Mindfulness means paying attention in a certain way, its means being in the present moment, and behaving non-judgementally. If we do this it increases our awareness, clarity and acceptance of our present-moment reality.
It is simply a practical way to notice thoughts, physical sensations, sights, sounds, smells, in fact, anything we might not normally notice. The skills required to practice mindfulness might be simple, but because it is so different to how our minds normally behave, it takes a lot of practice.
Busy stressful lives can sometimes make us feel we are not in control of our own minds and thoughts. Mindfulness means paying attention in a particular way: on purpose, in the present moment, and non-judgementally. This increases awareness, clarity and acceptance of our present-moment reality helping us to control and cope better with stress.
It can also help with – Intrusive thoughts, where a person commonly suffers with obsessive thoughts that are repetitive, disturbing and often appalling in nature. For example, thoughts of causing violent or sexual harm to loved ones.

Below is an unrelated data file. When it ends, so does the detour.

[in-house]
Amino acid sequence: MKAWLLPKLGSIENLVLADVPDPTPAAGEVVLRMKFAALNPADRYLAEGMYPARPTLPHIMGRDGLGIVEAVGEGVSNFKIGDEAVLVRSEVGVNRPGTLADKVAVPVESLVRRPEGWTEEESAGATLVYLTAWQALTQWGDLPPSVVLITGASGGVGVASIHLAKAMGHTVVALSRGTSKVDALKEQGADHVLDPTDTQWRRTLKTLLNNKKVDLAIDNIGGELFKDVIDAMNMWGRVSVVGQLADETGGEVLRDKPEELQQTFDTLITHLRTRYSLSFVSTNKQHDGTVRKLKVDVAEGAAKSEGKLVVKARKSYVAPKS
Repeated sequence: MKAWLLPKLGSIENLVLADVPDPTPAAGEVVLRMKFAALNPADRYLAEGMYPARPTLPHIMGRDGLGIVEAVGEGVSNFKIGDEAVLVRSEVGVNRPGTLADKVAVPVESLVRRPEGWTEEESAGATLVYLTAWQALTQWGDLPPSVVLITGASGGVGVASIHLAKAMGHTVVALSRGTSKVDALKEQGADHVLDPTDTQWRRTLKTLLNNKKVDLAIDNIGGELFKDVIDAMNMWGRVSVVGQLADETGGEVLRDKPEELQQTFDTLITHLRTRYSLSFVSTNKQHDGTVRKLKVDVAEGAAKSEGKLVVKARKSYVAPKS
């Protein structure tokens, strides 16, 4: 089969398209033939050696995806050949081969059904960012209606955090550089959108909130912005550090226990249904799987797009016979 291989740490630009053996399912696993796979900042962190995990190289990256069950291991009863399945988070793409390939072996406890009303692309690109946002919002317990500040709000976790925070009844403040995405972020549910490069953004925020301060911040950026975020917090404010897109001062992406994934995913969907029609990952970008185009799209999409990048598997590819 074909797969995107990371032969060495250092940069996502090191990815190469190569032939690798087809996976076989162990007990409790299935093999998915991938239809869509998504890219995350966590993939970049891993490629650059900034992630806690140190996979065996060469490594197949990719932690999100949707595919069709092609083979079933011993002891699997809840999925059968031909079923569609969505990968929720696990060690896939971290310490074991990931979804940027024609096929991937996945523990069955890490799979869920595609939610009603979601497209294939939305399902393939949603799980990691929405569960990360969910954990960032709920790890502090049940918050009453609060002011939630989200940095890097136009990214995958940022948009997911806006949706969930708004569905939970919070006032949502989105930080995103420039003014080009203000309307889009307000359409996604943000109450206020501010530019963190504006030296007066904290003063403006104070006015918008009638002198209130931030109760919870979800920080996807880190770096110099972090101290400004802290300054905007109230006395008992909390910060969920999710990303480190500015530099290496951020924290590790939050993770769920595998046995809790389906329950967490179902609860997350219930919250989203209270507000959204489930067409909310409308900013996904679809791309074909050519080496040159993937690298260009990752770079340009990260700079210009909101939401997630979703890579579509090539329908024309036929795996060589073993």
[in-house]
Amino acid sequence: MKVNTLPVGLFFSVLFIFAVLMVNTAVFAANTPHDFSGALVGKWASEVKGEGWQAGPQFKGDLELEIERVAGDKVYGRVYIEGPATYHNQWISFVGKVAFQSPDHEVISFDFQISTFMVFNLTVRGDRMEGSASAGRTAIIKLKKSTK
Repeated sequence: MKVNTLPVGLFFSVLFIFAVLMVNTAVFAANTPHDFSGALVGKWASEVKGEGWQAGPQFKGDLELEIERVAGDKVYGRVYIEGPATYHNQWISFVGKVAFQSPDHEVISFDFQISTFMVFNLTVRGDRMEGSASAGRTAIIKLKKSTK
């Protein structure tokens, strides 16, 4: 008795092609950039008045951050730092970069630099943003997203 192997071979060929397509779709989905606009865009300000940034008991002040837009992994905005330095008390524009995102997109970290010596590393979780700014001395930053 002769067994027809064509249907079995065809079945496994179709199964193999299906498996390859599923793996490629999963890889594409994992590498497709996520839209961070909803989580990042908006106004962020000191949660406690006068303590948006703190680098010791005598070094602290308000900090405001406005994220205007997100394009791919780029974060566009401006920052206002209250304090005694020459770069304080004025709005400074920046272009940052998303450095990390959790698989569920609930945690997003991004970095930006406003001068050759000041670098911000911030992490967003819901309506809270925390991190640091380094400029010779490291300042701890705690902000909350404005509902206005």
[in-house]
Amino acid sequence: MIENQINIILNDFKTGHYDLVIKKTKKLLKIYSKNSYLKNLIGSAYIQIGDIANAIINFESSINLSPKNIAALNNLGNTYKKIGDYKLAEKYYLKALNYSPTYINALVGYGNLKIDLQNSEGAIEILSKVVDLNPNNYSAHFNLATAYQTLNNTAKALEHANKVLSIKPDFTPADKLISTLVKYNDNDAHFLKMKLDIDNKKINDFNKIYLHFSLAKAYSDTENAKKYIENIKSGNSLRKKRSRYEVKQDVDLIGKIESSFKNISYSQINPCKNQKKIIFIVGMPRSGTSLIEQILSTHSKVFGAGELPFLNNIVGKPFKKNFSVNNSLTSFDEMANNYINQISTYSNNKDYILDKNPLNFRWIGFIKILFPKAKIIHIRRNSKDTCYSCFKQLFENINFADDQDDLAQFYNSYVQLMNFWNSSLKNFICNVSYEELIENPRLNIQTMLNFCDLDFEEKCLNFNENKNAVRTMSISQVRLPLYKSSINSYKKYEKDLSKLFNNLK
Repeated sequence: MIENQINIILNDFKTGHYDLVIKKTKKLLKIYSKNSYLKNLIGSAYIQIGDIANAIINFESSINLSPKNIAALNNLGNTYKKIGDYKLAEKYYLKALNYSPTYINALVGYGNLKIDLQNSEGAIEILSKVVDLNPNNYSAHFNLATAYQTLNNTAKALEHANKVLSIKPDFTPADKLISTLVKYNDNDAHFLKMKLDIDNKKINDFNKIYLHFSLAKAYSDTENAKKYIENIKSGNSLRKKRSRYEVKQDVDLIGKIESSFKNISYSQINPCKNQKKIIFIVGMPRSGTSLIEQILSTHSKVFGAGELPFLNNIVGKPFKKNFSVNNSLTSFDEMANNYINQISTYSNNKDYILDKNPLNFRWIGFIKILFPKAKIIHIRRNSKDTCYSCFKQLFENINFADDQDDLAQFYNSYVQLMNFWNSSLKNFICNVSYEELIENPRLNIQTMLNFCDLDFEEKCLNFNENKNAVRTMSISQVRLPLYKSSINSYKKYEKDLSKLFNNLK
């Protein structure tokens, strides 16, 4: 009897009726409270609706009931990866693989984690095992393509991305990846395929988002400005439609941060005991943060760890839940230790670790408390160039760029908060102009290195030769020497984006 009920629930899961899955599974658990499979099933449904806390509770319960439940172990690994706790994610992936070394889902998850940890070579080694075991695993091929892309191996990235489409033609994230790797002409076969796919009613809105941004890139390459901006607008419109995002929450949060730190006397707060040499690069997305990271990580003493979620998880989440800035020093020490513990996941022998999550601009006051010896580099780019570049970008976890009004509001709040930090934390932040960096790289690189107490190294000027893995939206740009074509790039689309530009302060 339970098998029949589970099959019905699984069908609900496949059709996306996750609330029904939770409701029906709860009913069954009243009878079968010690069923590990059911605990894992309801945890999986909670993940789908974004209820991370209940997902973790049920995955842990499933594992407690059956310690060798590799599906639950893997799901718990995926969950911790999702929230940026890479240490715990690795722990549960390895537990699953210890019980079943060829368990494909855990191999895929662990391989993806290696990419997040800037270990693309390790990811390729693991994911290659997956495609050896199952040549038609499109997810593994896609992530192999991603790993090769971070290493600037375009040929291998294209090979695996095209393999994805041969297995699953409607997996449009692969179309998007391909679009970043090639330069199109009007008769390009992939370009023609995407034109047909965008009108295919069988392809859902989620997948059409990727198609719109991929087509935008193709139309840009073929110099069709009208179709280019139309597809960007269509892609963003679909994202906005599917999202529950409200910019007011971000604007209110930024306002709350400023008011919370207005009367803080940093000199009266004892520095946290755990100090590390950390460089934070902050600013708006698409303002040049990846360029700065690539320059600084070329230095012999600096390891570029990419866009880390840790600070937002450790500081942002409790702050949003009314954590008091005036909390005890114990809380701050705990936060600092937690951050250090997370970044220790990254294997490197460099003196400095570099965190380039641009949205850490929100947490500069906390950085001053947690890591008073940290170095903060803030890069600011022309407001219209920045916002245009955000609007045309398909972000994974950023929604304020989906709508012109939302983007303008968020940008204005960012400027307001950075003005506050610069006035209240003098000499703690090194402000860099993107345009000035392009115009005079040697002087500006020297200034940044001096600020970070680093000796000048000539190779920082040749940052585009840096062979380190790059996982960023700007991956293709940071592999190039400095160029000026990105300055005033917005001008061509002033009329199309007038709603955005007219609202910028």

Once you have the intrusive thought you begin looking for more examples of these thoughts. “Oh no, I just had that thought again.” You begin to watch yourself; you become self-conscious, fearing every possible thought or intrusion that does not reflect an untainted and good mind. Your belief is that your mind should only have certain thoughts. Everything else is bad or unsafe.
By becoming more aware of our thoughts, (especially negative, unhelpful thought) feelings, and body sensations, from moment to moment, we allow ourselves to make better, successful choices. We do not have to go into the same unhelpful thinking styles and behaviours that may have caused problems in the past.